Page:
By adjusting for various refinery configurations and processing techniques, the PRELIM model analyzes how crude quality and refinery units affect energy use and GHG emissions. PRELIM can run numbers on a single crude or a blend of oils, and when combined with OPGEE, the model sheds light on the midstream emissions in the broader lifecycle of oils and the liquids contained in gases. The model influences the OCI+ in two important ways. It estimates midstream GHG emissions, and it outputs a given refinery’s petroleum product yield.29 The type and volume of products vary depending on the input crude and the refinery’s design.

Oils vary significantly in their midstream GHG emissions. PRELIM has been run on 343 crude oils processed in 478 refineries located in eighty-three countries, representing 93 percent of global crude oil refining throughput in 2015.30 Public oil assays, analyses of crude oil composition at various distillation temperatures designed to simulate the inner workings of a refinery, are used wherever possible, and proprietary databases are used to supplement these data when public information is unavailable. This model represents more refining oil runs than any other similar modeling effort to date.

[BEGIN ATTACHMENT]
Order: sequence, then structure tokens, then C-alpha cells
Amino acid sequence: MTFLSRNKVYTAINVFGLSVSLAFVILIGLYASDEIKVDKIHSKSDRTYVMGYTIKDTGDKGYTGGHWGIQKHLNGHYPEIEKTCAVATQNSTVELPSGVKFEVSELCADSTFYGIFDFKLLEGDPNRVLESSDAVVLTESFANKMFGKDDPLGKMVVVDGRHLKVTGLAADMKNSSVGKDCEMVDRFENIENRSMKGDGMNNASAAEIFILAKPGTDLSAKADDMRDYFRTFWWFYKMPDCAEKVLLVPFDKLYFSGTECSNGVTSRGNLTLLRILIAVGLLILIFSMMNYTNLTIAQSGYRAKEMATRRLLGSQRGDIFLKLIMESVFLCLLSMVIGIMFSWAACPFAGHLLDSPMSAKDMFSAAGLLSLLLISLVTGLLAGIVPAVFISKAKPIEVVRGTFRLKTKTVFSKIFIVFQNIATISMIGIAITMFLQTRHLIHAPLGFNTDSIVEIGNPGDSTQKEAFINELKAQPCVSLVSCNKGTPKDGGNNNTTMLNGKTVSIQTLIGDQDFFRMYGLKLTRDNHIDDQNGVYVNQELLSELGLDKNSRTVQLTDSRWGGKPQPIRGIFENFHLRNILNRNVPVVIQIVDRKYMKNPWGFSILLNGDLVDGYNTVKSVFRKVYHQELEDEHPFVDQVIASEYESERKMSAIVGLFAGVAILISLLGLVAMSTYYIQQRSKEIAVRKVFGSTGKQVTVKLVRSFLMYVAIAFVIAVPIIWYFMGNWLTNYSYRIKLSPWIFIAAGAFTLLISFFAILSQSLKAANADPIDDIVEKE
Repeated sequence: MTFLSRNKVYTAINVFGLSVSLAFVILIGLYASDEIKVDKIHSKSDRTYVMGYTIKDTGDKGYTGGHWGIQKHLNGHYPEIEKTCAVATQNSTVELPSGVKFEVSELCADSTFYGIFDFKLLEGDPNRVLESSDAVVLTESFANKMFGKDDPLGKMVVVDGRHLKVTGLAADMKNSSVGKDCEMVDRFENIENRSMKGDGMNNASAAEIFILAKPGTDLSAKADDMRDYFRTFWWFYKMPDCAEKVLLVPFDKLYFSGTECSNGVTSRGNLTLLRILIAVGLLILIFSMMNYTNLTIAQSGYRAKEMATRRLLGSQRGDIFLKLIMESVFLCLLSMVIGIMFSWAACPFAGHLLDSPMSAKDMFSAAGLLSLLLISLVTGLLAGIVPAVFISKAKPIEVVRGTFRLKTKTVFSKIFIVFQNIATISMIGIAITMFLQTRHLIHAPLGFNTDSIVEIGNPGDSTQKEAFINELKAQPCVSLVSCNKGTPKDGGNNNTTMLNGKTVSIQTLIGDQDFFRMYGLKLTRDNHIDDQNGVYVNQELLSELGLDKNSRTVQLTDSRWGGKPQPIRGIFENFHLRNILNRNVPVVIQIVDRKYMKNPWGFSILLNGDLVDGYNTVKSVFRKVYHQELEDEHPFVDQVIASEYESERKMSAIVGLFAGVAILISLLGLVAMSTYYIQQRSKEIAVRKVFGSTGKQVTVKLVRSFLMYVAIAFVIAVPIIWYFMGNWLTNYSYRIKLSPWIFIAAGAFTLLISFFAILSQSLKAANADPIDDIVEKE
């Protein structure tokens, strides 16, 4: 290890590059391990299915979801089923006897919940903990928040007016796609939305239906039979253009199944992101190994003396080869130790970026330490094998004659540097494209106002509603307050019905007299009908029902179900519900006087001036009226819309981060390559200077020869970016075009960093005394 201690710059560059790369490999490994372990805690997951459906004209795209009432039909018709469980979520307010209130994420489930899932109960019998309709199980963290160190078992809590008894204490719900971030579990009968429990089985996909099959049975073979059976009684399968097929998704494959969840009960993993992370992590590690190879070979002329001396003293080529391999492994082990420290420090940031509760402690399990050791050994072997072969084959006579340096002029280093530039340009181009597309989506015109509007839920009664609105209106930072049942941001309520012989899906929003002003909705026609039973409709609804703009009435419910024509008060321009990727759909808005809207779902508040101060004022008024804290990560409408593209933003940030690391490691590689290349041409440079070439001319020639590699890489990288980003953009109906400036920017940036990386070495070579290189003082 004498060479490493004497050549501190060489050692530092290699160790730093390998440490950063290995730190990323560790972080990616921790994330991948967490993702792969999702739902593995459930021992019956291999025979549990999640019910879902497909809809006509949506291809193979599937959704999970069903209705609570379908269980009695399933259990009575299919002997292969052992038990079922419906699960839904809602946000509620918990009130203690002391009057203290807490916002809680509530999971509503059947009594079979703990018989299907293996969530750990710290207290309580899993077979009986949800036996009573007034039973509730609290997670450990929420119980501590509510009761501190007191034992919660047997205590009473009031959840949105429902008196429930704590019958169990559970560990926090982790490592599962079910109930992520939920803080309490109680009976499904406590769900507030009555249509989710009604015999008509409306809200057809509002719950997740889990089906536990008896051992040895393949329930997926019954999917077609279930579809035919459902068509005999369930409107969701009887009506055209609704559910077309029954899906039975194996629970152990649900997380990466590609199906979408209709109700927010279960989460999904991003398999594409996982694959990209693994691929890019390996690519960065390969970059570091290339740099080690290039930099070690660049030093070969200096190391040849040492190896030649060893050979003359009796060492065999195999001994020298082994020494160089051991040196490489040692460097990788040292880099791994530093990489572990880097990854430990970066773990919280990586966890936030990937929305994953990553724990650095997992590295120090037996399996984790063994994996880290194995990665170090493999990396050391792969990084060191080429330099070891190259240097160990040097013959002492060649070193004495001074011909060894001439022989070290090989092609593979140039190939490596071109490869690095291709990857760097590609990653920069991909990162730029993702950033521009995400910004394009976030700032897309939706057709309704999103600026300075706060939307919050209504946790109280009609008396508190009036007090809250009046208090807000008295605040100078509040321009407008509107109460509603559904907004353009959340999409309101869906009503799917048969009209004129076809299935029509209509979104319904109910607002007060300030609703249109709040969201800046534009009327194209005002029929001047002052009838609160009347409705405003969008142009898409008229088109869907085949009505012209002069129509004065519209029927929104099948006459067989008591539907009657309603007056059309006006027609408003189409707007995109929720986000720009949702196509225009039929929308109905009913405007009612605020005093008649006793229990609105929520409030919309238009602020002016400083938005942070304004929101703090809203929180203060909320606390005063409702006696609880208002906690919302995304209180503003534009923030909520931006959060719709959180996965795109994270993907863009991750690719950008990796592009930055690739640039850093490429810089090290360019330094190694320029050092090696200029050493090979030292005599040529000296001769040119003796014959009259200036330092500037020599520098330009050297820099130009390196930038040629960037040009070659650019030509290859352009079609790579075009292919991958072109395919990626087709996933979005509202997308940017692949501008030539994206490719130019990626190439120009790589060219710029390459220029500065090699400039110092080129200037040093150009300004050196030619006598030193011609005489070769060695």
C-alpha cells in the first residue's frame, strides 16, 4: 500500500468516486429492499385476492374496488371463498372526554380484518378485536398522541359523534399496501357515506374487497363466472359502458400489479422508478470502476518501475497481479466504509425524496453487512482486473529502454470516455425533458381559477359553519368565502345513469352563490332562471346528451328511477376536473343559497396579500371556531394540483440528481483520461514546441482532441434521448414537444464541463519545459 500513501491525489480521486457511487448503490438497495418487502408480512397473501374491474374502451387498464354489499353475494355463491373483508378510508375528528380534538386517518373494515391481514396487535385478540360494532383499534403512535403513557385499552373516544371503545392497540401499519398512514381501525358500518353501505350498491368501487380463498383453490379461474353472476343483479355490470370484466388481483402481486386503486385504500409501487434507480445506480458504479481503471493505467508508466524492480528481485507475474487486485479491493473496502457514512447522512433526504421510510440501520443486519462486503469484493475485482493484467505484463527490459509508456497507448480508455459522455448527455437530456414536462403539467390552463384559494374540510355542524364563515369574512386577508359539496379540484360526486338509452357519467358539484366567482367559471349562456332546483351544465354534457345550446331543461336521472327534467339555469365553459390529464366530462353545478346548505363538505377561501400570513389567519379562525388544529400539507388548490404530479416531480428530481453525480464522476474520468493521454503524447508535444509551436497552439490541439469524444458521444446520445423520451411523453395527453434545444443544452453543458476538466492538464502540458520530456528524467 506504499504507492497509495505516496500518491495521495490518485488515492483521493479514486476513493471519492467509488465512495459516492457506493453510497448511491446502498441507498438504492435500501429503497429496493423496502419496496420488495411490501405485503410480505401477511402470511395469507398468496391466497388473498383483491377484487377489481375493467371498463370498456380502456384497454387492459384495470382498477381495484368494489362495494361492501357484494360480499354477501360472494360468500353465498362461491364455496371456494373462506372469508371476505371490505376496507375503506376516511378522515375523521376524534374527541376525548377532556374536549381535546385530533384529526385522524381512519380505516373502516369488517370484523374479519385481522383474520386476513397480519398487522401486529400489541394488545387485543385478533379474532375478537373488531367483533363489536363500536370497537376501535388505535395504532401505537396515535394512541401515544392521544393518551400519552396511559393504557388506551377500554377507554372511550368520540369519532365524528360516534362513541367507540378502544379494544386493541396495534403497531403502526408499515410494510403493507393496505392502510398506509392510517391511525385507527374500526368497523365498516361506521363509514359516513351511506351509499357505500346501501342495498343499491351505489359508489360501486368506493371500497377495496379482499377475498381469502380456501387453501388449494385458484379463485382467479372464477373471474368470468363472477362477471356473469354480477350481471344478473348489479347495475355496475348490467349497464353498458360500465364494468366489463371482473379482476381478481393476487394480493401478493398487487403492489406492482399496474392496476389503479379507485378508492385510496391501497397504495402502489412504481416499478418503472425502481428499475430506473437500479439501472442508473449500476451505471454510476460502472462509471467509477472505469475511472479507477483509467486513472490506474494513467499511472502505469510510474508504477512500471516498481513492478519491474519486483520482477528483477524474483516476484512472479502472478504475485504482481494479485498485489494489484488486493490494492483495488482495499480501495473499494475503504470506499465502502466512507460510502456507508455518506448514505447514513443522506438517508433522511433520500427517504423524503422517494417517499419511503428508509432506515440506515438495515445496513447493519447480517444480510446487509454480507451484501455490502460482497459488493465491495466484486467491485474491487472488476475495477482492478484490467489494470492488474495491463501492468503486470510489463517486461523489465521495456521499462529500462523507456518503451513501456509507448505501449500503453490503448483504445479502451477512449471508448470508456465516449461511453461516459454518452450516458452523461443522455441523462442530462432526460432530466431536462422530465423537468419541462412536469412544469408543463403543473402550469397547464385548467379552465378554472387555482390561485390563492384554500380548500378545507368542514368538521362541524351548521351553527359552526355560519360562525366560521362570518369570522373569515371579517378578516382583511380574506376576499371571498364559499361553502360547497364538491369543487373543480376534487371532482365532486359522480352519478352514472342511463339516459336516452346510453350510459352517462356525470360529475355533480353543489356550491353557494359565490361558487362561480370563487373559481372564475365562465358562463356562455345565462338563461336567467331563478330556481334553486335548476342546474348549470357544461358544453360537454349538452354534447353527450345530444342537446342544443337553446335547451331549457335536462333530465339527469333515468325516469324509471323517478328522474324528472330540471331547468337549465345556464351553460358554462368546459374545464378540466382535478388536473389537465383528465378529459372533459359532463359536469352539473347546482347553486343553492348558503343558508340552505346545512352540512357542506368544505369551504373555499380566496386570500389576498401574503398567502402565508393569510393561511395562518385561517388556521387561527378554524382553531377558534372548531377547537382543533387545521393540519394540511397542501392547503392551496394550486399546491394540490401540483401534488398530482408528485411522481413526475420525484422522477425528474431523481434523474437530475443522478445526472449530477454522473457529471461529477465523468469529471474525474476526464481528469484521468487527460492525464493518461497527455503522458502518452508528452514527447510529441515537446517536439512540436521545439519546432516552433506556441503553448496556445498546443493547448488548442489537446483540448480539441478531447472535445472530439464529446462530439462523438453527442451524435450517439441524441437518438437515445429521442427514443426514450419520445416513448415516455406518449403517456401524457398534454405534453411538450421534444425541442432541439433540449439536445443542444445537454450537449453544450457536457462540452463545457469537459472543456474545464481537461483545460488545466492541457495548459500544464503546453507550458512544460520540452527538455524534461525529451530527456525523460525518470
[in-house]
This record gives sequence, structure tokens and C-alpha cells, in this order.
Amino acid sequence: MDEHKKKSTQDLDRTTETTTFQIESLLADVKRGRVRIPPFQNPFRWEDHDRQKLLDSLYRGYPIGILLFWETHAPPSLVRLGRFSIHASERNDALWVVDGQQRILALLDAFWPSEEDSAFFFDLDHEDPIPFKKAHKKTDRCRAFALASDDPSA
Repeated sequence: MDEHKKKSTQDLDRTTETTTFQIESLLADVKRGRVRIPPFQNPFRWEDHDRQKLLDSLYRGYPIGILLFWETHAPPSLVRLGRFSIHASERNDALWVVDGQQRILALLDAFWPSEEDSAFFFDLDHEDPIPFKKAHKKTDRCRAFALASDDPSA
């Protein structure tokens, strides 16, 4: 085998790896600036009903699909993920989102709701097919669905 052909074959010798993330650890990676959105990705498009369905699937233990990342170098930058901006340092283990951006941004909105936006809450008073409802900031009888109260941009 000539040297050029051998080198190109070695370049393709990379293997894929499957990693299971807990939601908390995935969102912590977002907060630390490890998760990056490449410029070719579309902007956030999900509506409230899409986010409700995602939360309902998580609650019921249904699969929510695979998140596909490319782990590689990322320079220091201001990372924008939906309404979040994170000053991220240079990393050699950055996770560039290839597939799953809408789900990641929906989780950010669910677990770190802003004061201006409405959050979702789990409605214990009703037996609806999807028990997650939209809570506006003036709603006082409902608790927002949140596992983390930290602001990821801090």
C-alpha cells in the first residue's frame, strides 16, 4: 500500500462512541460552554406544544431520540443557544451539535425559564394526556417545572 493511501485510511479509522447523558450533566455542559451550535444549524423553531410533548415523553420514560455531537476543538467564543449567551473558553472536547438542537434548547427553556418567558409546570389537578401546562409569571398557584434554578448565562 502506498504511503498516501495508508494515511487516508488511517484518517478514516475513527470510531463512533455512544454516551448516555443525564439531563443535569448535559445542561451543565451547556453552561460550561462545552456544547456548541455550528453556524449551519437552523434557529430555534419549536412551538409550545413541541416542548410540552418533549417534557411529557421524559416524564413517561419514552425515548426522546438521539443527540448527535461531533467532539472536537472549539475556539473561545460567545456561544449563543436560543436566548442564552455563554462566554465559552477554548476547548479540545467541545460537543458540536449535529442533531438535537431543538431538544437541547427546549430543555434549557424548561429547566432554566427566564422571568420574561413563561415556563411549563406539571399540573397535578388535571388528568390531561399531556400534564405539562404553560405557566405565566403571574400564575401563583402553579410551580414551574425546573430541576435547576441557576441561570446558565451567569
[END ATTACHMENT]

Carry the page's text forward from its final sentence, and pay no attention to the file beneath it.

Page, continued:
Matching Oils to Refineries

Matching oil characteristics with refining infrastructure to meet end-use product demand is the ultimate goal of all refiners. Every refinery is unique in terms of the combination of equipment it uses, the blends of crudes it is optimized for, and ultimately the products it sells.

Figure 3.4 illustrates the three major refinery configurations, from simplest to most complex, assessed by PRELIM—hydroskimming, medium conversion, and deep conversion. PRELIM also contains a total of eleven processing unit combinations within these basic refinery categories. One deep-conversion refinery configuration, for example, might employ a coking unit to reject high levels of carbon in the form of petcoke, while another may use hydrotreating to add hydrogen to crude to remove sulfur and other contaminants and manufacture gasoline and other petroleum products.

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FIGURE 3.4 Simplified Refinery Configurations in the Petroleum Refinery Lifecycle Inventory Model (PRELIM)

Source: Deborah Gordon and Eugene Tan, “Different Oils, Different Climate Impacts,” Carnegie Endowment for International Peace, 2015, https://carnegieendowment.org/files/DifferentOils_Print.pdf